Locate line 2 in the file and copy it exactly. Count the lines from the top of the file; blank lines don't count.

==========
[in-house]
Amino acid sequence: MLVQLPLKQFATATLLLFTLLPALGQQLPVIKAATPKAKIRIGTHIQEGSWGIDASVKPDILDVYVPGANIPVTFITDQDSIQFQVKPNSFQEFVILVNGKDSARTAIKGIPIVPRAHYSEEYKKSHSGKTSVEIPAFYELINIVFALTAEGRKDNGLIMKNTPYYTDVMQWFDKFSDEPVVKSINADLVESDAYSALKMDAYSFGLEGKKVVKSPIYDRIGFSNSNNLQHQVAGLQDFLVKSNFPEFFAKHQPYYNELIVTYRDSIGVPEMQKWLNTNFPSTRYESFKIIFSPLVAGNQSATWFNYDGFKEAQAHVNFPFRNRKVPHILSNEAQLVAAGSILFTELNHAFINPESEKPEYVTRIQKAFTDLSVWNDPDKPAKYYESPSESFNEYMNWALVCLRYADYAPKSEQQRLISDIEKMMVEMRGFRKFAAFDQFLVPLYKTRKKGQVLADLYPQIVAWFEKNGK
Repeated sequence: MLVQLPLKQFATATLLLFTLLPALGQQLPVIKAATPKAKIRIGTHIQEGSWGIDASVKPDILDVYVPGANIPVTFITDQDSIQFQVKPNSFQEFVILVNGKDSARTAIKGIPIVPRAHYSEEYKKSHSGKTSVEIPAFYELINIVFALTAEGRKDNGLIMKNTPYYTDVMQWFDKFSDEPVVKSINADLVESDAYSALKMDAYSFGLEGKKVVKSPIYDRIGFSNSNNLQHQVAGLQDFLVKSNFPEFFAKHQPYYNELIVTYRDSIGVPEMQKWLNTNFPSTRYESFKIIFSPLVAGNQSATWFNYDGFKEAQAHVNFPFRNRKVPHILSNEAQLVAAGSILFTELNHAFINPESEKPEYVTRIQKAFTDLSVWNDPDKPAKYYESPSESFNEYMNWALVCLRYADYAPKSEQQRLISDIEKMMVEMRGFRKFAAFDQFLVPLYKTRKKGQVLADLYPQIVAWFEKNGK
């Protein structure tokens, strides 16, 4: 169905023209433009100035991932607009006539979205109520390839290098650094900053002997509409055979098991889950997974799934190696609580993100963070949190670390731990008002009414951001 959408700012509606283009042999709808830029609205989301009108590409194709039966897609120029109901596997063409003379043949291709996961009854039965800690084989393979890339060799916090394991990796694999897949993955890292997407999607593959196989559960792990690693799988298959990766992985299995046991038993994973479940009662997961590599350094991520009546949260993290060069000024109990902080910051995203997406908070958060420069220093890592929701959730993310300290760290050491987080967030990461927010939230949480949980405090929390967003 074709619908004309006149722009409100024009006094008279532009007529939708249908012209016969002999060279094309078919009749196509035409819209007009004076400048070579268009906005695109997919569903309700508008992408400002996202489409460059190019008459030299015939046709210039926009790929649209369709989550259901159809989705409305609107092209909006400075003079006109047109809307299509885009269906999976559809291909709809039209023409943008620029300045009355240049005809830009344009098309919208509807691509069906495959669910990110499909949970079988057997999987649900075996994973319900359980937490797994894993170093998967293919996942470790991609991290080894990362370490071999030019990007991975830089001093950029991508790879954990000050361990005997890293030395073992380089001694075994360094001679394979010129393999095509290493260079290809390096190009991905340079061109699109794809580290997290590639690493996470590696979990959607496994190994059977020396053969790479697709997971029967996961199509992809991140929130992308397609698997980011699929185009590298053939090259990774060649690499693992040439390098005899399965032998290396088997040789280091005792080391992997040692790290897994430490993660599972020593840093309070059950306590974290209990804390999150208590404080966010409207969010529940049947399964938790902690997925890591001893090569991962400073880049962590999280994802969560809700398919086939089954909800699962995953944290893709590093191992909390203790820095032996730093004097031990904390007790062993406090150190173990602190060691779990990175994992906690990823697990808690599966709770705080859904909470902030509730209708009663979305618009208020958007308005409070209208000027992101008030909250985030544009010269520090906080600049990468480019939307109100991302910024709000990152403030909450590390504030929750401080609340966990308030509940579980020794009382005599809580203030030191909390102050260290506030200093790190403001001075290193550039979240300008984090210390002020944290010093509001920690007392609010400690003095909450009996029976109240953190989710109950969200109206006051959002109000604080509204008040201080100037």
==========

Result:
Amino acid sequence: MLVQLPLKQFATATLLLFTLLPALGQQLPVIKAATPKAKIRIGTHIQEGSWGIDASVKPDILDVYVPGANIPVTFITDQDSIQFQVKPNSFQEFVILVNGKDSARTAIKGIPIVPRAHYSEEYKKSHSGKTSVEIPAFYELINIVFALTAEGRKDNGLIMKNTPYYTDVMQWFDKFSDEPVVKSINADLVESDAYSALKMDAYSFGLEGKKVVKSPIYDRIGFSNSNNLQHQVAGLQDFLVKSNFPEFFAKHQPYYNELIVTYRDSIGVPEMQKWLNTNFPSTRYESFKIIFSPLVAGNQSATWFNYDGFKEAQAHVNFPFRNRKVPHILSNEAQLVAAGSILFTELNHAFINPESEKPEYVTRIQKAFTDLSVWNDPDKPAKYYESPSESFNEYMNWALVCLRYADYAPKSEQQRLISDIEKMMVEMRGFRKFAAFDQFLVPLYKTRKKGQVLADLYPQIVAWFEKNGK